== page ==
At Riverside Dental Arts, we tend to recoil when we hear the illustrative slant, “…as bad as a root canal,” since we know, using modern techniques, a root canal is far from its terrible reputation.
Of course, having any dental treatment that involves drilling into a tooth is something we all wish to avoid. However, when necessary, today’s root canals can save a natural tooth while being far more comfortable than the cringe-worthy procedure it has been labeled to be.
In most cases, the procedure for a root canal is similar to that performed for filling a tooth (cavity repair). Like a filling or a crown (cap), a root canal can help to save a tooth from tooth loss. The difference is a filling or crown repairs and protects the tooth structure above the gum line, whereas a root canal repairs and protects it in its root system — below the gums.
When is a root canal needed?
To understand the need for a root canal, let’s look at the tooth itself. Consider that each natural tooth is held by the jaw bone by a root or roots. These roots are like ‘legs’ that have a center portion with a narrow tunnel inside. These tunnels are what contains the nerves, blood vessels and other soft tissues of the tooth.
The contents of these tunnels are actually known as a tooth’s pulp chamber. The pulp helps nourish and hydrate the tooth, providing it with resiliency and strength. The pulp is also what involves natural teeth with other parts of the body.
For example, the pulp extends from the roots and into the jaw, which is fed by its blood vessels. This is one reason why the jaw bone shrinks in the absence of natural tooth roots.
The pulp also holds nerves that carry signals to the brain. For example, when you drink hot coffee or eat ice-cream, the pulp is what signals the tooth it has come in contact with these substances.
For several reasons, however, the pulp can become infected. This can be the result of a crack or fracture, cavity, or injury to the tooth. Symptoms typically include pain and swelling in the area.
A root canal is designed to save the tooth by removing the dead nerve tissue and infection that is occurring inside its root. Without resolving this infection, the tooth will most likely require removal.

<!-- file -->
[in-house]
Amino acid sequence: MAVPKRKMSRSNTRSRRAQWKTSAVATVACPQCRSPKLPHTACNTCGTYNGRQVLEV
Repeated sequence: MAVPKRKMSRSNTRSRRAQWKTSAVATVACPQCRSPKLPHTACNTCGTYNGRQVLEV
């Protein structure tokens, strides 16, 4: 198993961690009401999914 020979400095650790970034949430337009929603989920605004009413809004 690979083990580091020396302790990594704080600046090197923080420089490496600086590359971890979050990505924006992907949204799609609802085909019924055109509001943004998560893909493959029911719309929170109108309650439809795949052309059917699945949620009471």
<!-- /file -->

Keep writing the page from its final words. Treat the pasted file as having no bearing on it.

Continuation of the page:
In our office, Dr. Black performs most root canals. He brings a particular level of skills to the procedure to create optimal comfort and efficiency. He begins by administering
numbing medications with a gentle hand.
He begins by using a small drill to make an opening in the top of the tooth to access the pulp chamber. Using special tools, Dr. Black removes the infected nerve and cleans the canal inside the tooth.
He then dries and fills the chamber with a special material. To further protect the tooth, a crown is normally placed. Without the crown, reinfection is a possibility.
Why is saving a natural tooth so important?
Each tooth has a role and, as mentioned prior, it does not stand alone. A tooth interacts with other parts of your body while providing support to neighboring teeth. Saving a tooth helps to prevent future problems from occurring to other teeth and keeps the jaw bone that supports it at a healthy mass.
While a root canal is designed to avoid tooth removal, like any medical or dental procedure, there are no guarantees that it will be successful in all cases. While our success rate is excellent, rare circumstances can require tooth removal after all. For instance, a tooth root may have a crack in it, making it impossible to seal the canal and prevent reinfection.
The good news is, if you find you need a root canal, you can rest assured that the procedure will be performed with optimal comfort and efficiency. As with all procedures at Riverside Dental Arts, we will use gentle, skilled, and compassionate hands.
New patients are always welcome. If you or someone you know is in need of regular dental care or has a specific need, please call 910-254-4555 to learn more. We also offer a free consultation to answer your questions and discuss how we may be the right dental office for you.